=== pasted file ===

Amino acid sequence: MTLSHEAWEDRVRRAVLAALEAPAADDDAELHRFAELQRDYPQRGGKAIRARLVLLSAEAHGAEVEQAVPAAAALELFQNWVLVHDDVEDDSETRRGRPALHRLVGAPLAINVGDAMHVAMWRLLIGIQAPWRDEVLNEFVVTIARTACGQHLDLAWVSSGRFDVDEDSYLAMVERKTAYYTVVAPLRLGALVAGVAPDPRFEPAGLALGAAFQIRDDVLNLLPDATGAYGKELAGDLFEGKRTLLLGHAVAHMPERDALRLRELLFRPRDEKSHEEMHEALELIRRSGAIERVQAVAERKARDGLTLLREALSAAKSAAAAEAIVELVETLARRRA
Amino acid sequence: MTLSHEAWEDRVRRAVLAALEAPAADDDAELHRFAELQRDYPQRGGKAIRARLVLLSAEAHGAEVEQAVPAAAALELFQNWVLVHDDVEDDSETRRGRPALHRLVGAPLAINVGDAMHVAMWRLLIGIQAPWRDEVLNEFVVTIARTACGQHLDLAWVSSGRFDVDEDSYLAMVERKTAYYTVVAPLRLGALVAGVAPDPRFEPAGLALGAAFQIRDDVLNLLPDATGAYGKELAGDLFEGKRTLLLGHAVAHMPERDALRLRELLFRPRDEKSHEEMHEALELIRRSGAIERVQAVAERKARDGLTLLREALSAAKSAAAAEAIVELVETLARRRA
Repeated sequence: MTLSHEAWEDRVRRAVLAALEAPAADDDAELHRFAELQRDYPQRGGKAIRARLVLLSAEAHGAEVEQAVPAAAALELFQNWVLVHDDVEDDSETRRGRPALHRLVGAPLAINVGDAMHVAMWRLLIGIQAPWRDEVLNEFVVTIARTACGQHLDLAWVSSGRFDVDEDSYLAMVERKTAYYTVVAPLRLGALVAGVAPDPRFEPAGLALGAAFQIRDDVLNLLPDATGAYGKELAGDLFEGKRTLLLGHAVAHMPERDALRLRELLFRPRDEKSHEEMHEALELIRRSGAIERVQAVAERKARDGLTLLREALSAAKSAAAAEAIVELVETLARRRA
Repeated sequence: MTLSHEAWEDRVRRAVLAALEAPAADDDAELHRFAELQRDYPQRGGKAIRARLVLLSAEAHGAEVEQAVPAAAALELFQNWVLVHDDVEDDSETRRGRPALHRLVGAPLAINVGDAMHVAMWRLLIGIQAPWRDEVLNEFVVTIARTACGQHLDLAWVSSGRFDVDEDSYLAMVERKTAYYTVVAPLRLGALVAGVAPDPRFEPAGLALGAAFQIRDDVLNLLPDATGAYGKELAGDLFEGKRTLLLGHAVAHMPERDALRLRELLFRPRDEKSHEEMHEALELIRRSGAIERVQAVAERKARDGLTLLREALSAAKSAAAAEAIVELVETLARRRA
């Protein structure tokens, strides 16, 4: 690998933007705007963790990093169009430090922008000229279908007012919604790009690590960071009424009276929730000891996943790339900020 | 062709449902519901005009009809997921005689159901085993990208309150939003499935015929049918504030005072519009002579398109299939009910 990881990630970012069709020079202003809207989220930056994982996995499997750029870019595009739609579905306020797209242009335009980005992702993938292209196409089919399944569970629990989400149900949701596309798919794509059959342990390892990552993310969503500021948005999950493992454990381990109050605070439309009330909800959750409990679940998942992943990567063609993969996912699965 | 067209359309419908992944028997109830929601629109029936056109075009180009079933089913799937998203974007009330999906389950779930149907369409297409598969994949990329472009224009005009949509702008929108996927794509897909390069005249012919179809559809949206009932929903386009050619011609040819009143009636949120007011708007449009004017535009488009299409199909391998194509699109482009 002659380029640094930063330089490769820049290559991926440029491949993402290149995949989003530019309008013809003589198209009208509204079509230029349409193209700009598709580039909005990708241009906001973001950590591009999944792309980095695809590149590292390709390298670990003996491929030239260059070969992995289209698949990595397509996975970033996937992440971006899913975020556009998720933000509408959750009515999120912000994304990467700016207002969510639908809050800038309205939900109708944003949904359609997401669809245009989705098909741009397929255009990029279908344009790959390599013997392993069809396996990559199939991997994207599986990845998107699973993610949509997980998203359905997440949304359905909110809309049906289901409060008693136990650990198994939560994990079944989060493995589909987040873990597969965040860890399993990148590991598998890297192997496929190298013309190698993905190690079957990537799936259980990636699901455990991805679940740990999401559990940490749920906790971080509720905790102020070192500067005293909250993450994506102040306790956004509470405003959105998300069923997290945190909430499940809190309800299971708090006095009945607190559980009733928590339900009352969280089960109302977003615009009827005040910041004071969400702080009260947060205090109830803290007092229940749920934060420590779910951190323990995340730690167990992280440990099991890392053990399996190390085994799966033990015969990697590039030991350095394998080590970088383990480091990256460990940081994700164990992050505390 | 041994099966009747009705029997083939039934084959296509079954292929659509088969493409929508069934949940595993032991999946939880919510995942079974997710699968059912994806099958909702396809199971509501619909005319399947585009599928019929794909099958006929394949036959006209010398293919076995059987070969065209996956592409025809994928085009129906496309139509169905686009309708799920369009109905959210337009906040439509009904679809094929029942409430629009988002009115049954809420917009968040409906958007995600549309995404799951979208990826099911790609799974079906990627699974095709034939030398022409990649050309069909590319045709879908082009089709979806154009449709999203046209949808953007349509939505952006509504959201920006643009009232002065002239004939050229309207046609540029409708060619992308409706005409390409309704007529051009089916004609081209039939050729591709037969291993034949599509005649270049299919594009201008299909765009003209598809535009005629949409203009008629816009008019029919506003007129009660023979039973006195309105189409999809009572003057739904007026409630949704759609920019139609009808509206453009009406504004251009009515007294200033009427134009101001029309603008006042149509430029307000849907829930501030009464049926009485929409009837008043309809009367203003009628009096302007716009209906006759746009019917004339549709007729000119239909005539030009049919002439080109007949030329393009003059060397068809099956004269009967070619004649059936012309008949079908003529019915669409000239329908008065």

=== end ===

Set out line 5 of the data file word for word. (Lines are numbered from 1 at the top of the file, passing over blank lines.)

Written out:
């Protein structure tokens, strides 16, 4: 690998933007705007963790990093169009430090922008000229279908007012919604790009690590960071009424009276929730000891996943790339900020 | 062709449902519901005009009809997921005689159901085993990208309150939003499935015929049918504030005072519009002579398109299939009910 990881990630970012069709020079202003809207989220930056994982996995499997750029870019595009739609579905306020797209242009335009980005992702993938292209196409089919399944569970629990989400149900949701596309798919794509059959342990390892990552993310969503500021948005999950493992454990381990109050605070439309009330909800959750409990679940998942992943990567063609993969996912699965 | 067209359309419908992944028997109830929601629109029936056109075009180009079933089913799937998203974007009330999906389950779930149907369409297409598969994949990329472009224009005009949509702008929108996927794509897909390069005249012919179809559809949206009932929903386009050619011609040819009143009636949120007011708007449009004017535009488009299409199909391998194509699109482009 002659380029640094930063330089490769820049290559991926440029491949993402290149995949989003530019309008013809003589198209009208509204079509230029349409193209700009598709580039909005990708241009906001973001950590591009999944792309980095695809590149590292390709390298670990003996491929030239260059070969992995289209698949990595397509996975970033996937992440971006899913975020556009998720933000509408959750009515999120912000994304990467700016207002969510639908809050800038309205939900109708944003949904359609997401669809245009989705098909741009397929255009990029279908344009790959390599013997392993069809396996990559199939991997994207599986990845998107699973993610949509997980998203359905997440949304359905909110809309049906289901409060008693136990650990198994939560994990079944989060493995589909987040873990597969965040860890399993990148590991598998890297192997496929190298013309190698993905190690079957990537799936259980990636699901455990991805679940740990999401559990940490749920906790971080509720905790102020070192500067005293909250993450994506102040306790956004509470405003959105998300069923997290945190909430499940809190309800299971708090006095009945607190559980009733928590339900009352969280089960109302977003615009009827005040910041004071969400702080009260947060205090109830803290007092229940749920934060420590779910951190323990995340730690167990992280440990099991890392053990399996190390085994799966033990015969990697590039030991350095394998080590970088383990480091990256460990940081994700164990992050505390 | 041994099966009747009705029997083939039934084959296509079954292929659509088969493409929508069934949940595993032991999946939880919510995942079974997710699968059912994806099958909702396809199971509501619909005319399947585009599928019929794909099958006929394949036959006209010398293919076995059987070969065209996956592409025809994928085009129906496309139509169905686009309708799920369009109905959210337009906040439509009904679809094929029942409430629009988002009115049954809420917009968040409906958007995600549309995404799951979208990826099911790609799974079906990627699974095709034939030398022409990649050309069909590319045709879908082009089709979806154009449709999203046209949808953007349509939505952006509504959201920006643009009232002065002239004939050229309207046609540029409708060619992308409706005409390409309704007529051009089916004609081209039939050729591709037969291993034949599509005649270049299919594009201008299909765009003209598809535009005629949409203009008629816009008019029919506003007129009660023979039973006195309105189409999809009572003057739904007026409630949704759609920019139609009808509206453009009406504004251009009515007294200033009427134009101001029309603008006042149509430029307000849907829930501030009464049926009485929409009837008043309809009367203003009628009096302007716009209906006759746009019917004339549709007729000119239909005539030009049919002439080109007949030329393009003059060397068809099956004269009967070619004649059936012309008949079908003529019915669409000239329908008065």